Scientists have discovered the part of the brain that makes people gullible, it was claimed today. The findings could have massive implications for treating the growing number of people who fall wide-eyed for sensationalist media reports.Quote has been trimmed
Professor Cristoph Morris, who led the research, said that a part of the brain called the inferior supra-credulus was unsually active in people with a tendency to believe horoscopes and papers invoking fancy brain scans. “This correlation is so strong that we can speculate about a causal link with a high degree of certainty,” he concluded.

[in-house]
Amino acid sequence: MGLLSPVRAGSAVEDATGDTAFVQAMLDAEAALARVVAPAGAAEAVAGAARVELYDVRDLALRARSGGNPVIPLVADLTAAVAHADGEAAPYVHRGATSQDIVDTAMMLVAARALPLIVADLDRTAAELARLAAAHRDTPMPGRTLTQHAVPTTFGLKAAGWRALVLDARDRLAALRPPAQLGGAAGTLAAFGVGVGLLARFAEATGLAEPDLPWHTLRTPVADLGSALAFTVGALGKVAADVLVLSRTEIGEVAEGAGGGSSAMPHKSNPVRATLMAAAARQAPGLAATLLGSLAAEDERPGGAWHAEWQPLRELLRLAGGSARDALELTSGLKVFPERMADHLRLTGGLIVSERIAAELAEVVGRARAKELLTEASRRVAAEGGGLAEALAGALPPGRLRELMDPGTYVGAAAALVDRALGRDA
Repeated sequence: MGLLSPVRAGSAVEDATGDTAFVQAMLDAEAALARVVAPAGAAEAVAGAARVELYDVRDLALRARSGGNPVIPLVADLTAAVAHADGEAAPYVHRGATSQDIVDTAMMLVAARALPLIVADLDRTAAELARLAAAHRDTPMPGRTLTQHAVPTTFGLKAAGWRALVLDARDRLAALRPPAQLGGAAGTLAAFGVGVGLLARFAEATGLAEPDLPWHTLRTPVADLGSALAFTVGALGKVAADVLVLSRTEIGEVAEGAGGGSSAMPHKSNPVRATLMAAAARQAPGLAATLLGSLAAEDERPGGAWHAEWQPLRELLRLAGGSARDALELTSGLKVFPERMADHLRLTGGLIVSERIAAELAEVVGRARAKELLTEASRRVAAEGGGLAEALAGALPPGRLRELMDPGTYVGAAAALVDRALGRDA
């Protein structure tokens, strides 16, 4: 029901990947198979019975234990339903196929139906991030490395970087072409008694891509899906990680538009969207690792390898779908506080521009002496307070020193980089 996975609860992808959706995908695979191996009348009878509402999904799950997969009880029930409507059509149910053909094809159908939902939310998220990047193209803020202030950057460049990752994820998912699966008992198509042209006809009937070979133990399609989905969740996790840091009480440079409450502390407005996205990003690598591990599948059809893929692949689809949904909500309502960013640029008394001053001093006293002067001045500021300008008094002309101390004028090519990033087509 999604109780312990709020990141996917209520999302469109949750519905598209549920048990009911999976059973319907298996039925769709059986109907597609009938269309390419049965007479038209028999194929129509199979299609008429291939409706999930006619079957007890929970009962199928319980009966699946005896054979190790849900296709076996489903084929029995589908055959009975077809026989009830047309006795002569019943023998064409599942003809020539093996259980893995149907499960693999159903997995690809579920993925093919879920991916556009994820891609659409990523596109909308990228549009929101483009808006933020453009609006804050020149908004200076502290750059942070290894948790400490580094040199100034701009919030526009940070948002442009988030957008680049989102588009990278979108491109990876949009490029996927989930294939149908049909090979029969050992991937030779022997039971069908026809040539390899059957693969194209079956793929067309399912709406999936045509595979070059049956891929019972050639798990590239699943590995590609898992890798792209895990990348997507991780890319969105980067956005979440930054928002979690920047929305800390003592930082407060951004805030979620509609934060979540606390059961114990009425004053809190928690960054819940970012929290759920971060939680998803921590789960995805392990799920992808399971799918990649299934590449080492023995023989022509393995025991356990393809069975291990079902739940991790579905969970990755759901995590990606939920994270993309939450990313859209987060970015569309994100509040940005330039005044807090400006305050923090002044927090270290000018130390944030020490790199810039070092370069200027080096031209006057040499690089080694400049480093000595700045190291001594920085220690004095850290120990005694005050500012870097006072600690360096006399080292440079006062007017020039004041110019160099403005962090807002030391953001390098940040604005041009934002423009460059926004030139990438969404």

Morris made his discovery using a brain-scanning technique called fluorescence magnetic resonance imaging (fMRI), which can read people’s thoughts with an incredible degree of accuracy, just slightly better than chance. His results are published in the Journal of Evolutionary Psychoimagery.
When Morris studied individual neurons within the supra-credulus, he found that gullibility was associated with the activity of a single gene called WTF1. The less active it was, the more ****less people were. This fits with existing evidence, for faulty versions of WTF1 have already been linked to a higher risk of being Rickrolled and buying the Daily Mail. “You could say that gullibility is in your genes,” said Morris. “You’d be shatteringly wrong, but that wouldn’t matter to gullible people.”
The researchers described their discovery as “the holy grail of...